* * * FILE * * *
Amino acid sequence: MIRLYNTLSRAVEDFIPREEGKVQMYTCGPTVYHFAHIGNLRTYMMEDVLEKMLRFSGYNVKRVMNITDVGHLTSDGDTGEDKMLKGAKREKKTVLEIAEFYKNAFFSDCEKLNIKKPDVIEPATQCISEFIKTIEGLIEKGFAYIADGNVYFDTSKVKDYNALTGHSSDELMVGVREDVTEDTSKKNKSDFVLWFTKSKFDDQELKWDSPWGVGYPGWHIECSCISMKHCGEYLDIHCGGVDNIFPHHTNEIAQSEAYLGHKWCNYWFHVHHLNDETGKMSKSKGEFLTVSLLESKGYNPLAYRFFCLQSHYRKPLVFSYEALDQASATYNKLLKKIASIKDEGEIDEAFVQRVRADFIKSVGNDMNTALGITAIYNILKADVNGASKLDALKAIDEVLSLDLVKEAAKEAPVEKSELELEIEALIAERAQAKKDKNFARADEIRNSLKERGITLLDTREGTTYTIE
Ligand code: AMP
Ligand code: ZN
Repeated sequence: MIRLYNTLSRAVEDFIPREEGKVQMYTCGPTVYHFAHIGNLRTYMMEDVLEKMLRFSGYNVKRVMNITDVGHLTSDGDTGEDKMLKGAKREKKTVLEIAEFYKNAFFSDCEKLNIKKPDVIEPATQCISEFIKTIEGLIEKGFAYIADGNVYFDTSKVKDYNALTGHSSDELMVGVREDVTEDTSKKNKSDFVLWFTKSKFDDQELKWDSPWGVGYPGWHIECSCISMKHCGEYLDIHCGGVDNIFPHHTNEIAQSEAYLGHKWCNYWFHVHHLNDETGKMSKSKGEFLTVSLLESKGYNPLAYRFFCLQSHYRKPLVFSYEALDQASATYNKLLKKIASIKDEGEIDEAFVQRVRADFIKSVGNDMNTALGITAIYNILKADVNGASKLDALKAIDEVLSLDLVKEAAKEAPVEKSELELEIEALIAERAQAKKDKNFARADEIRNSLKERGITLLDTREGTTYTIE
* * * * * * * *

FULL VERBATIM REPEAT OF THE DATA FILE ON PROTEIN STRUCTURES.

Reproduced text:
Amino acid sequence: MIRLYNTLSRAVEDFIPREEGKVQMYTCGPTVYHFAHIGNLRTYMMEDVLEKMLRFSGYNVKRVMNITDVGHLTSDGDTGEDKMLKGAKREKKTVLEIAEFYKNAFFSDCEKLNIKKPDVIEPATQCISEFIKTIEGLIEKGFAYIADGNVYFDTSKVKDYNALTGHSSDELMVGVREDVTEDTSKKNKSDFVLWFTKSKFDDQELKWDSPWGVGYPGWHIECSCISMKHCGEYLDIHCGGVDNIFPHHTNEIAQSEAYLGHKWCNYWFHVHHLNDETGKMSKSKGEFLTVSLLESKGYNPLAYRFFCLQSHYRKPLVFSYEALDQASATYNKLLKKIASIKDEGEIDEAFVQRVRADFIKSVGNDMNTALGITAIYNILKADVNGASKLDALKAIDEVLSLDLVKEAAKEAPVEKSELELEIEALIAERAQAKKDKNFARADEIRNSLKERGITLLDTREGTTYTIE
Ligand code: AMP
Ligand code: ZN
Repeated sequence: MIRLYNTLSRAVEDFIPREEGKVQMYTCGPTVYHFAHIGNLRTYMMEDVLEKMLRFSGYNVKRVMNITDVGHLTSDGDTGEDKMLKGAKREKKTVLEIAEFYKNAFFSDCEKLNIKKPDVIEPATQCISEFIKTIEGLIEKGFAYIADGNVYFDTSKVKDYNALTGHSSDELMVGVREDVTEDTSKKNKSDFVLWFTKSKFDDQELKWDSPWGVGYPGWHIECSCISMKHCGEYLDIHCGGVDNIFPHHTNEIAQSEAYLGHKWCNYWFHVHHLNDETGKMSKSKGEFLTVSLLESKGYNPLAYRFFCLQSHYRKPLVFSYEALDQASATYNKLLKKIASIKDEGEIDEAFVQRVRADFIKSVGNDMNTALGITAIYNILKADVNGASKLDALKAIDEVLSLDLVKEAAKEAPVEKSELELEIEALIAERAQAKKDKNFARADEIRNSLKERGITLLDTREGTTYTIE